I also received a church bible, prayer book, service of Communion plate, six bottles of wine for the Lord's Supper, register book, and several treatises on agriculture, also Fox's Book of Martyrs, and three annual registers, and several volumes of Christian Guardians. I received various grass seeds, but no clover seeds, and the grass seed had been opened at Port Jackson, and part of them taken out, and the seed I consider much injured thereby. I think all things wanted at N.Z. should be opened as little as possible at P.J. I have to acknowledge with thankfulness the receipt of the cupping machine; it was used the other day for the first time by Mr. F. Hall, or rather performed upon him. I am happy to find that you intend to send some implements of husbandry and seeds. They will be of the greatest utility, if the natives will permit us to remain at peace, without the sale of muskets and powder. But of this I am afraid. As to supplies for a school, I beg leave to say that I have not received anything, neither have I any organised school; at present there is no building erected for that purpose, nor any supplies for to maintain one, nor have I a house as yet to dwell in. Nevertheless, I have endeavoured to benefit the natives in every possible way. I have travelled among them as often as I could, and visited and conversed with them at every opportunity. Moreover, I have employed, victualled, and partially clothed, and instructed in farming, fencing, gardening, falling timber, towing timber, sawing, pulling boats, etc., fourteen natives on an average ever since I have been in New Zealand. At the same time I have administered to them all the mental instruction in my power, especially in the best things, even the best things of Christ. I have nine young men employed and victualled at this time, and Mrs. Butler has three young women who can wash well, do plain sewing, and almost any household work; they are also exceeding good hands in the garden. I have been (and am now) hard put to for food for them, as Mr. Marsden has not sent any rice for a long time. We grind wheat, and Mrs. B. makes dumplings for them to eat with their potatoes.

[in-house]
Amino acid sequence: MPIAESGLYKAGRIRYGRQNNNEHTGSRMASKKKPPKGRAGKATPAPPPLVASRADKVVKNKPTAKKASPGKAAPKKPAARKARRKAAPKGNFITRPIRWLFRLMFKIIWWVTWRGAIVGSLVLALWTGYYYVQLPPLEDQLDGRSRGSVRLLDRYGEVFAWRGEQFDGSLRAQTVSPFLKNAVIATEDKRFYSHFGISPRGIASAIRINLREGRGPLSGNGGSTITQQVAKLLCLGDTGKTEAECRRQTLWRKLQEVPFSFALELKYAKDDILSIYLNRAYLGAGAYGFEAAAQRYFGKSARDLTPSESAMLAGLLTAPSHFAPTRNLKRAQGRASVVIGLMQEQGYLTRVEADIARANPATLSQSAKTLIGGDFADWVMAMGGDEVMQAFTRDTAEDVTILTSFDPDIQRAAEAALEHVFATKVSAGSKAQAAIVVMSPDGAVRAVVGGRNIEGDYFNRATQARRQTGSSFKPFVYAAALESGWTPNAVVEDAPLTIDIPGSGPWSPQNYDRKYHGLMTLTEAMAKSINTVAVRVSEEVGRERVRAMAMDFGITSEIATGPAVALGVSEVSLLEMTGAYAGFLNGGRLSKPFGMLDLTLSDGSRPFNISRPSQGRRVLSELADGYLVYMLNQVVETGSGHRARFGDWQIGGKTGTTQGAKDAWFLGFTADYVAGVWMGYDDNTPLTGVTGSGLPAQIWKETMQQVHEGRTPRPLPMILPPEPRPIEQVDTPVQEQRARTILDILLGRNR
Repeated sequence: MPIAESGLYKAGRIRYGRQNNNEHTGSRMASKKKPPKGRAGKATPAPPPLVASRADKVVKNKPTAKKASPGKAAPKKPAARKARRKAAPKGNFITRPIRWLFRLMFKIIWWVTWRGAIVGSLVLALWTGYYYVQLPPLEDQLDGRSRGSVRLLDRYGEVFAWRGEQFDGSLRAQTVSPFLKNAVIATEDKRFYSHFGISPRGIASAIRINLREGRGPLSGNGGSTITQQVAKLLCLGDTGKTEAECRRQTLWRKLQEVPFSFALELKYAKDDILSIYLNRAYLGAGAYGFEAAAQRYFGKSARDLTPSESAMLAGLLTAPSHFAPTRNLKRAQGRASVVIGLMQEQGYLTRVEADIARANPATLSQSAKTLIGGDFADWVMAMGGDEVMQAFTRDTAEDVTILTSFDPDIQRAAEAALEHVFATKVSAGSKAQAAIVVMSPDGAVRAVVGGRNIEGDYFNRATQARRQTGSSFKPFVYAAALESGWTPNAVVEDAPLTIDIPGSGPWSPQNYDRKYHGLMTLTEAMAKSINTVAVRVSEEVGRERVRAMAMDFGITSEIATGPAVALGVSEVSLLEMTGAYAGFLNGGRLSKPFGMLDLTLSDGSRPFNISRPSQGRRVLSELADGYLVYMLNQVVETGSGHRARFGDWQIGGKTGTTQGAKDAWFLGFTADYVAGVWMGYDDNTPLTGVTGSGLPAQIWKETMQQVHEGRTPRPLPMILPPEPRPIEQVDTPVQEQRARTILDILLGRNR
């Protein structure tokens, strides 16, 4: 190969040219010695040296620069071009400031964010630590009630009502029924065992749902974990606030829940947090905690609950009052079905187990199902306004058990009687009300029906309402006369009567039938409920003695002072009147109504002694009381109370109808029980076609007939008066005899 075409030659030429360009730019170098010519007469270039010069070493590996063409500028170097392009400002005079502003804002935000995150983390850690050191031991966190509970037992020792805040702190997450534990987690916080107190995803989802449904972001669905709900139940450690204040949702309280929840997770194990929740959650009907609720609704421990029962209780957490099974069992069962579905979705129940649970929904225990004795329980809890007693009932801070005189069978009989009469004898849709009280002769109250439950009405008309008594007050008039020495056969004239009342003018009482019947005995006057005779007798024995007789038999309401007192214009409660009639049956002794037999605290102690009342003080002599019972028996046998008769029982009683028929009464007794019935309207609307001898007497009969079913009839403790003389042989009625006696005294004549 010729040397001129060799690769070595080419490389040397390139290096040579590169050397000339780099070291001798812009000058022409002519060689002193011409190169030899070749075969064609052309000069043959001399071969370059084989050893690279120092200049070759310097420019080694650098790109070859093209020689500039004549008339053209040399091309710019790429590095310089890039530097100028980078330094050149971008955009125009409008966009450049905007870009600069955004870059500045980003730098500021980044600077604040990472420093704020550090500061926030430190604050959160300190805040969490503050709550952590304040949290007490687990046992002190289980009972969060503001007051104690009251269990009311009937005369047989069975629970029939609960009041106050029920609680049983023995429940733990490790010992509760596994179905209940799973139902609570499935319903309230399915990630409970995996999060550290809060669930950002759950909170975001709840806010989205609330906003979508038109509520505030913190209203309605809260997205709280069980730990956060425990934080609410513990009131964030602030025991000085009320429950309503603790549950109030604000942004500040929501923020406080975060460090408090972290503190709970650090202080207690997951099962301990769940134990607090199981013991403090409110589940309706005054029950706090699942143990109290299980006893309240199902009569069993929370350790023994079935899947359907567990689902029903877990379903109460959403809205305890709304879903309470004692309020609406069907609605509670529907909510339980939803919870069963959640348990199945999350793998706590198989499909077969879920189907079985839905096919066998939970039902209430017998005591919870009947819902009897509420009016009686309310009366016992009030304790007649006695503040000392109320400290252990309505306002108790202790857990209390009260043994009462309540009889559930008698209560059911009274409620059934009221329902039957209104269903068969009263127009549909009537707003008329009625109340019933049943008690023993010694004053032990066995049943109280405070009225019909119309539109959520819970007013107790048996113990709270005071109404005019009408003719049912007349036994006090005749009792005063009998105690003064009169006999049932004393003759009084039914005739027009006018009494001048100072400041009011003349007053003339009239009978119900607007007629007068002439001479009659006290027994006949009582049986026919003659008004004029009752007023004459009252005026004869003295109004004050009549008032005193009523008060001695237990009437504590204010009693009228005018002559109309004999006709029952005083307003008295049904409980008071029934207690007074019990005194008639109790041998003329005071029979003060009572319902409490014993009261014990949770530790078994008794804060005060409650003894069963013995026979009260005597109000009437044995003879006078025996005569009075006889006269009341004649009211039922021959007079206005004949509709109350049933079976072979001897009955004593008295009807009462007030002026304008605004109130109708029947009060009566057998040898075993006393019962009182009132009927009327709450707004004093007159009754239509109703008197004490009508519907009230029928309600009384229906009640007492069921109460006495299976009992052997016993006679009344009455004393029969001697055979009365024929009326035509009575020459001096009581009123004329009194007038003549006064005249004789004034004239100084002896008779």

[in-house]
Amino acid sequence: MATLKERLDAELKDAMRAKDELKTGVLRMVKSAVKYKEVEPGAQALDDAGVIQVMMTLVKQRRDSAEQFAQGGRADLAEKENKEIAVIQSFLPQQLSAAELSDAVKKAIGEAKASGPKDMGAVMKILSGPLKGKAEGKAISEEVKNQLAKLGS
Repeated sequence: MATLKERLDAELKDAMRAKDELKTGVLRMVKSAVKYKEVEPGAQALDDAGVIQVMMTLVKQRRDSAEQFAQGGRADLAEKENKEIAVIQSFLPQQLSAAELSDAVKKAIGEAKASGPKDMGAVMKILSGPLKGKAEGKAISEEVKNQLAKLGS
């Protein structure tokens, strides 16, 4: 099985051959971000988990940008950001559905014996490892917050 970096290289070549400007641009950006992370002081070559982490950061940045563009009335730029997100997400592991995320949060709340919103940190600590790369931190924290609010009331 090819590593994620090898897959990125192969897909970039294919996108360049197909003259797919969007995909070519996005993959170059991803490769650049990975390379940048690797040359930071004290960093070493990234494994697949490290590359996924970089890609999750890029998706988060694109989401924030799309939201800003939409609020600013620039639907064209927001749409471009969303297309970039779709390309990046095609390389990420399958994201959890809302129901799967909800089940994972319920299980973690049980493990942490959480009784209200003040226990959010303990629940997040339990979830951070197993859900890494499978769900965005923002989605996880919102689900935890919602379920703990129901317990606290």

They have had no meat for a long time, I cannot get it; after harvest, I shall have plenty of wheat and barley, and then with potatoes I hope to do pretty well. I have seven acres of wheat, and six of barley and oats, growing at this time, all looking remarkably well. I sowed all the grain with my own hands, and had no assistance to work the land but my natives.

This is a greater quantity than is growing in both settlements besides. Also my garden, which contains 110 rods, is full of a variety of vegetables and young fruit trees, and an excellent bed of hops, containing fourteen hills. I have also at this time 158 rods of seven feet page 183 pale fencing standing around my little house, field, garden house and yard, and done almost and altogether by natives and myself and son. (Besides other general fencing and buildings). As also one potato house, thirty feet by ten. One new fowl-house, twenty-one by ten. One goat house, eight by ten. One new house for my working natives to live in, and for a small school for same, twenty-seven by ten. I should have been exceeding glad of some canvas to make hammocks for them to sleep in, and some blankets, but Mr. Marsden has kept all the canvas at Port Jackson. We are in great distress for canvas and rope, but Mr. Marsden, I understand, has not sent any to New Zealand.

I shall be exceeding happy to see a well-organised school at Kiddee Kiddee, and shall do all in my power towards accomplishing this grand object, but it will want continual support. It will be best to go on in a small scale at first. I shall be greatly distressed for European clothes before I can obtain a supply.

The Society, I observe, sent a great quantity of Welsh flannel, but only one hundred and fity-one yards came to New Zealand, and that Mr. Hall sold away among the missionaries, not one yard devoted to the poor natives.

As you say in your letter that you hope a school has been established at Kiddee Kiddee, I have given you, I may now say, as clear an account as I am able concerning this matter. I do wish it was better, but it is all that could have been done. I think I have had as good a school as ever in N.Z.

I feel very anxious about a plan for public worship, but how or when a church will be built, it is hard to say. However, I shall not rest until the top stone, as well as the foundation, is laid for this purpose.